As always, I must apologize for the lengthy delays between posts here – been busy on many fronts. I’ve had some fun updates lately that are worth sharing though as my brother-in-law just purchased an 80D and his questions to me have given me new interest in putting out some content to share here on the blog. Toward that end, I have put my trusty rusty 40D up for sale (so if anyone is interested, let me know – I’ll give you a pretty sweet deal! 🙂 ).
Additionally, with questions coming in to my mailbox regularly (and also through Quora), the subject of time lapse photography (and of course the related question about intervalometers) has resurfaced for me to address. For regular visitors, you may recall a while back I posted an article about them here: An Interva what?
In answering a question on Quora, I also decided to record a video to share with those that are interested as well. Here’s the full monty:
I’ve also covered shooting time lapse content before on your mobile device (for me I used an iPhone). You can watch that time lapse video here:
Along those lines, there’s more content to come! 🙂 I’ve been playing around with videos on the 70D, time lapse, and much more, so be sure to stay tuned as I hope to be updating on a much more frequent basis moving forward! Happy shooting!
Yes, it’s come time to brush the dust off the Canon 40D and let it go on to a new owner. I’ve owned this for a number of years, and it’s been absolutely wonderful to me. It’s still got a lot of life left to give though for the right beginner, as a backup, or even as a rental if you run workshops, seminars, etc. and could use something like this. Not asking a lot – the eBay auction is starting at $250, and it includes a lot of extras:
For anyone interested, or if you want to forward this on to anyone who might be interested, here’s the link to the eBay auction:
The world of photography has seen a lot of changes in the past 30 years. Ever since the development of the first true digital camera, change has been inevitable, and the only thing that will ever stay the same is more and more change. New bodies, new cameras, new sensor technology, and much much more is likely to come. So how does one keep current in the ever changing world? It’s not easy, but perhaps a dose of what things used to be versus where we are today may help keep your photography in perspective for 2016 and beyond. Enjoy!
A long time ago round about 1990 A.D., the world of photography opened up to the digital world and the first digital camera was born.
It came from Nikon in an upgrade to the F3, released in 1991. It had a whopping 1.3 Megapixels but was a bit cost prohibitive to the masses. It took until about 2003 for an affordable SLR to enter the marketplace, and Canon produced the Digital Rebel with an earth shattering 6.3 Megapixels.
The Megapixel Race
The Megapixel race/war was on, and the two biggest players – Canon and Nikon battled for market dominance. Other players also included Panasonic, Sony, Olympus, among others (and many still are – in fact some of these labels in todays market now perform as well as if not better than Canon and Nikon in some areas).
The traditional thinking for photography enthusiasts was that an SLR was the only way to go if you wanted superior images. The logic here was that because it has a larger sensor, it can accommodate more megapixels, and produces less noise and ultimately has better image quality. While this still holds true for the most part, the world of photography has changed substantially since 2003.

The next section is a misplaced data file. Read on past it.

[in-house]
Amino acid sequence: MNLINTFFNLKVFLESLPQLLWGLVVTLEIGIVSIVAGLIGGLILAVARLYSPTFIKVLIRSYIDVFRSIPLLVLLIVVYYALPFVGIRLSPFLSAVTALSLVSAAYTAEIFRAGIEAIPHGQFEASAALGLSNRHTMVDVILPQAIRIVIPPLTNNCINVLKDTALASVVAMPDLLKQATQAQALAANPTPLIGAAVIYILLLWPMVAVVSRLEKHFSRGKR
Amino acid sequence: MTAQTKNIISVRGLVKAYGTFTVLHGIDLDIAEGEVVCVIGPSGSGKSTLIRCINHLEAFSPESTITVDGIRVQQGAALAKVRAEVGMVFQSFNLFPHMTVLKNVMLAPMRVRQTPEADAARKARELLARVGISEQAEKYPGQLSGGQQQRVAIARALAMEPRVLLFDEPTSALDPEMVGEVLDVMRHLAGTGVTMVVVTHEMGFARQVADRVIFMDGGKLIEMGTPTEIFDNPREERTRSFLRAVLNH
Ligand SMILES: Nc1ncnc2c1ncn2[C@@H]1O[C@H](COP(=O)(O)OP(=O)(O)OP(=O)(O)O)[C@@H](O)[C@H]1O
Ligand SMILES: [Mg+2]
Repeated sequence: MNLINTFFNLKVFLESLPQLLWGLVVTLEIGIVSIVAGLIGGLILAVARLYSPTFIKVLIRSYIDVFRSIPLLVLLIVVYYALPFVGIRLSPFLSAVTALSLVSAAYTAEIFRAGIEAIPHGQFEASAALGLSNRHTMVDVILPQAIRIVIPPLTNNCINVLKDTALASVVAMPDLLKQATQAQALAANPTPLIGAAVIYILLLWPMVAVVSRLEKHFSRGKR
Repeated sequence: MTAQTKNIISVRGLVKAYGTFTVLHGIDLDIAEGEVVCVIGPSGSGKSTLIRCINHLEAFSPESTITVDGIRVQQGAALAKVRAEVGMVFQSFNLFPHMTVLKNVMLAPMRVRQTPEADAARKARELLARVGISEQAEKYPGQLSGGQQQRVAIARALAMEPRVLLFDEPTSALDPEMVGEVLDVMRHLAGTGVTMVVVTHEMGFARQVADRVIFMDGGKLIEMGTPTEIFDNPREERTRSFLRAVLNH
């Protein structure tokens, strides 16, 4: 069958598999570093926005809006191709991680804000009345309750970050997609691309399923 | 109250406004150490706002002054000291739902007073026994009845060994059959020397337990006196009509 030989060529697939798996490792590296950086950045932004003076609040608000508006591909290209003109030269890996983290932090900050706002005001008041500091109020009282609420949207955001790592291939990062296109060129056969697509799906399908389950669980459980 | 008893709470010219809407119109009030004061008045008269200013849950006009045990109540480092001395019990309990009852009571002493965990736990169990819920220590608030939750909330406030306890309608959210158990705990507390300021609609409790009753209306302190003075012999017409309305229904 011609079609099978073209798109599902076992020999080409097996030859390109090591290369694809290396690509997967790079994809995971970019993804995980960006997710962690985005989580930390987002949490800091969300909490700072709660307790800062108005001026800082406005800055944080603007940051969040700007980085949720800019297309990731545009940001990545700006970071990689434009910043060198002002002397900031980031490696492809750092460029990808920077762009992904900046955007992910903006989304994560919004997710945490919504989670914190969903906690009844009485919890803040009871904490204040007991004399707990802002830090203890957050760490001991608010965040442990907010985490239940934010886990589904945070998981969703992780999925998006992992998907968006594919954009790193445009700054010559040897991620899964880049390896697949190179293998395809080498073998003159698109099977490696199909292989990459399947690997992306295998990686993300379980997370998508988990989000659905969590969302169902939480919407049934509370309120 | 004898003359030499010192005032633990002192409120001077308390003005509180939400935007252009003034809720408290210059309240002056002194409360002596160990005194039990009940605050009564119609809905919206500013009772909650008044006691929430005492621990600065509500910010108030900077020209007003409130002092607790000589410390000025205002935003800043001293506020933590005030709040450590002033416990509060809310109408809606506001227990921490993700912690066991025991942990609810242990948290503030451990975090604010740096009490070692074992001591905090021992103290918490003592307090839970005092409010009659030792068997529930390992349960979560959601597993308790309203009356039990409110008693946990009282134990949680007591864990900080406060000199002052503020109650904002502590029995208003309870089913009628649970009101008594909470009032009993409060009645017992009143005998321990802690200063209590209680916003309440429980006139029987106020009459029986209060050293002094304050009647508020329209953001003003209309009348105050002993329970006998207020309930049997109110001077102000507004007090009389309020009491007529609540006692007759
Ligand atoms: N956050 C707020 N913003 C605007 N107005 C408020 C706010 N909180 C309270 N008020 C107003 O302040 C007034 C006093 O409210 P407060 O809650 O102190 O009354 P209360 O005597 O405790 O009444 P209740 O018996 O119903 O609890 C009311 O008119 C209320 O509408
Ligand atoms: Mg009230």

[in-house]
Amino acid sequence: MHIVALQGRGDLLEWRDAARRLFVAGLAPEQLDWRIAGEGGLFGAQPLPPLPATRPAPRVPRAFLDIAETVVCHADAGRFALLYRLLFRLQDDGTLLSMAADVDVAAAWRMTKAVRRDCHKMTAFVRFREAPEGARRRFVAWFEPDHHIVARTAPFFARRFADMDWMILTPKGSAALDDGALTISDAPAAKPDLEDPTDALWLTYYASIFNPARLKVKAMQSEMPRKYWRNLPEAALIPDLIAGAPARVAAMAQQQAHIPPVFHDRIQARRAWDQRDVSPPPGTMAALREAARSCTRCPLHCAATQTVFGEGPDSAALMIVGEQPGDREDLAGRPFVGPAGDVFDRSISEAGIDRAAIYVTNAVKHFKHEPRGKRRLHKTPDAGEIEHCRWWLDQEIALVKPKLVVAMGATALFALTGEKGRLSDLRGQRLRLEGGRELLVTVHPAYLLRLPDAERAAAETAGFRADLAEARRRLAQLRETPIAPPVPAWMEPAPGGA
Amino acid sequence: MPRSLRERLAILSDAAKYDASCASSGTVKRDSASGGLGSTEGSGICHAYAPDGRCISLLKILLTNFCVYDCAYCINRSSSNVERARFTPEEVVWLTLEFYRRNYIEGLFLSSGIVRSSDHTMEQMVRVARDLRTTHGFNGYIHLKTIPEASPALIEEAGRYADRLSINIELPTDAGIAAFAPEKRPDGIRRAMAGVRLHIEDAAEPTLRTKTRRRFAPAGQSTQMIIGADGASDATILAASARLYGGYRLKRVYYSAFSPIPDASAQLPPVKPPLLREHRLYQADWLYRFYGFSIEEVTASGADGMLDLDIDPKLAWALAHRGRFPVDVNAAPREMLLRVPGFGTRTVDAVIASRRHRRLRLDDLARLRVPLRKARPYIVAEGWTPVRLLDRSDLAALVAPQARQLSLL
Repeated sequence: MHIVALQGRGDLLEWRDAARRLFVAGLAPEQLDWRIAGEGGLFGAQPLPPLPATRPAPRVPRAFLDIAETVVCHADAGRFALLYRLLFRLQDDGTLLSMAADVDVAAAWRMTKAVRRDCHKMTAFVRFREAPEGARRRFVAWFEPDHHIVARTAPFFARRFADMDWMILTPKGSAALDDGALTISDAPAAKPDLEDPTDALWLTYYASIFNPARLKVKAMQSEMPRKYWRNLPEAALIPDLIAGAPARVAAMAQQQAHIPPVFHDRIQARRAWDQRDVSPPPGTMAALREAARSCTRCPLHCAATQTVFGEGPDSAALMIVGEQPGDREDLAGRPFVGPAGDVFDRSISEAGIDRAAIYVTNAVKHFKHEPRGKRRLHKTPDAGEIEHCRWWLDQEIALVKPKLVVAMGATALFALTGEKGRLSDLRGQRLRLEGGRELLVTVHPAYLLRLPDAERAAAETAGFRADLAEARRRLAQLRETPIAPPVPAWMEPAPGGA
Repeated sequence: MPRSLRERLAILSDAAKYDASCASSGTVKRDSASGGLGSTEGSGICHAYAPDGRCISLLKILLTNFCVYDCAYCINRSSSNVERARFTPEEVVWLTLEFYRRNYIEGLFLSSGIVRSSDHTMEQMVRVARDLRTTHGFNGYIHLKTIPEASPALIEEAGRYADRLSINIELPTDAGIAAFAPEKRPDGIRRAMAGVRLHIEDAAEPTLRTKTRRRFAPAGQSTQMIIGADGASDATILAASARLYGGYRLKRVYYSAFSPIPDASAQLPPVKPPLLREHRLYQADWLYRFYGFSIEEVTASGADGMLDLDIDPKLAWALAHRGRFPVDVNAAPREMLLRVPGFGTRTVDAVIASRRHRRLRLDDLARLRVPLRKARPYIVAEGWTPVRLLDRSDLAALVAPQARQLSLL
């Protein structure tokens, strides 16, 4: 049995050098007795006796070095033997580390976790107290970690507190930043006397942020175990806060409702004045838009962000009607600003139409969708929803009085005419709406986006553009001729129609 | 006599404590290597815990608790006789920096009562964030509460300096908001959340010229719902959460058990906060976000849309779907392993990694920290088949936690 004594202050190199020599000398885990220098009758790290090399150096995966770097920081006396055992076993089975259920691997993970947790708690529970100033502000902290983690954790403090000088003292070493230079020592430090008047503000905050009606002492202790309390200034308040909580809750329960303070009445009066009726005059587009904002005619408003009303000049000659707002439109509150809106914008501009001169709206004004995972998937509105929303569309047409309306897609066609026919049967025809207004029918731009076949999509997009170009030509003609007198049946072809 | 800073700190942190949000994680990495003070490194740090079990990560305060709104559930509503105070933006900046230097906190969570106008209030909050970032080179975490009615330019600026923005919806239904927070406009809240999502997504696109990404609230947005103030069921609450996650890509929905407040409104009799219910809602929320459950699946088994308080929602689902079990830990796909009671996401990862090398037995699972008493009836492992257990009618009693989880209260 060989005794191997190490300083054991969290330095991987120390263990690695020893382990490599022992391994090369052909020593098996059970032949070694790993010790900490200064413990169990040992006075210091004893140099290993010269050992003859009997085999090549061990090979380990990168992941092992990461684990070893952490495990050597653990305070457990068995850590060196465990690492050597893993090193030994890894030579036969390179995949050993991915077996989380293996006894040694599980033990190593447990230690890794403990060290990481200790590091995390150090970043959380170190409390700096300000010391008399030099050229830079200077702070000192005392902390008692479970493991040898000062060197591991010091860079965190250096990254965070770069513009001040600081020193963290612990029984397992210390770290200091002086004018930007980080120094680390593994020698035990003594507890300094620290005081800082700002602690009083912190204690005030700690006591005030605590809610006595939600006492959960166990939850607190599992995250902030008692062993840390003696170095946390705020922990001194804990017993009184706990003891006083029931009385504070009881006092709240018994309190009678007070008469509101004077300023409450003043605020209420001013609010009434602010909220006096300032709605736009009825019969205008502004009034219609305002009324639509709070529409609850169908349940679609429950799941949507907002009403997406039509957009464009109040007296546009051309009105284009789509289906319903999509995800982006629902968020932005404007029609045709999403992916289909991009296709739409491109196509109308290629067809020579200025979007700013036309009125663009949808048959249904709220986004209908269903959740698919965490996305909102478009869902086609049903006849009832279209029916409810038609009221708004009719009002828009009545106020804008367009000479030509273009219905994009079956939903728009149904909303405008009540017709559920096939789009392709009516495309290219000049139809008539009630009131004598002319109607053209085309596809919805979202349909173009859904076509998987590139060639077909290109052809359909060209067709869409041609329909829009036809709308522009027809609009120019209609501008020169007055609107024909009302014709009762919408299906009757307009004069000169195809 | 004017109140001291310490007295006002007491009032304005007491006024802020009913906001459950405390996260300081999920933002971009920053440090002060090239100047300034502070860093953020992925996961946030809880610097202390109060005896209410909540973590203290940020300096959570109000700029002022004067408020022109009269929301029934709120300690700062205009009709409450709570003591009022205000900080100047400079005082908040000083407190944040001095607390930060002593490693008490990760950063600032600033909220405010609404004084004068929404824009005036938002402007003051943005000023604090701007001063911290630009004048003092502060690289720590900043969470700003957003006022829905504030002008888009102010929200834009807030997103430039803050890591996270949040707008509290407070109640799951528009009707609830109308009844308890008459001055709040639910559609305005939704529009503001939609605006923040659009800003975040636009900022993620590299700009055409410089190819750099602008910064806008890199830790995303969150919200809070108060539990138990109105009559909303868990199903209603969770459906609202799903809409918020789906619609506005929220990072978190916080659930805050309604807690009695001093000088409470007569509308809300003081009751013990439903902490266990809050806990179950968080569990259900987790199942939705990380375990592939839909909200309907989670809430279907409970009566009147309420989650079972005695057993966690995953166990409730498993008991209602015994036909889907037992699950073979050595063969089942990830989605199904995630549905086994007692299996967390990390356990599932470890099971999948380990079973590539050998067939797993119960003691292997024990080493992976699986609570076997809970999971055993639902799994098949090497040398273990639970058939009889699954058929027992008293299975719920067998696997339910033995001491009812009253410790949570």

2016 and Beyond
SLR’s have actually fallen out of favor with the introduction of mirrorless cameras, point and shoot cameras that rival the image quality, and let’s face it – mobile phones are also capable of capturing amazing images when used used in the right environment (i.e. not hand held and waggling at a friend in a club at 2am).
The Megapixel wars have pretty much subsided, with cameras now producing images in the 20 MP range regularly, whether shooting with DSLR’s, mirrorless, or point and shoot cameras. The “battle” here seemed to fade out once the 10 MP count was reached, and many discovered that it’s not so much MP count as it is about image quality. Even with Point and Shoot and cellular cameras, this experience has become more known than before.
So, where does that take us now that the “gear wars” have subsided? It’s an uber competitive world in photography, and your gear matters less and less. You have to be creative, original, and spark the mind of your viewers. It’s not enough to just take a landscape anymore, or even great portraiture. Photography has also become something of a commodity. Many people will see images and say “I can do that” and move along.
In this fast paced world of information overload, images are mere moments in time, so you have to inspire people to want more. Posting pictures to Facebook, Instagram and Twitter are not enough to survive. You need to encourage people to want more by moving out of their own comfort zone into your world and invite them to see the world through your eyes.
Don’t get me wrong here – I am not saying to eschew the social media element of getting your images in front of people – that’s an essential part of surviving as a photographer – exposure (if you’ll pardon the pun)!
While this has always been true to some degree, with the super saturation of photography and images in our lives, it’s more and more of a requirement moving forward. So, stop worrying about the gear and worry more about the vision!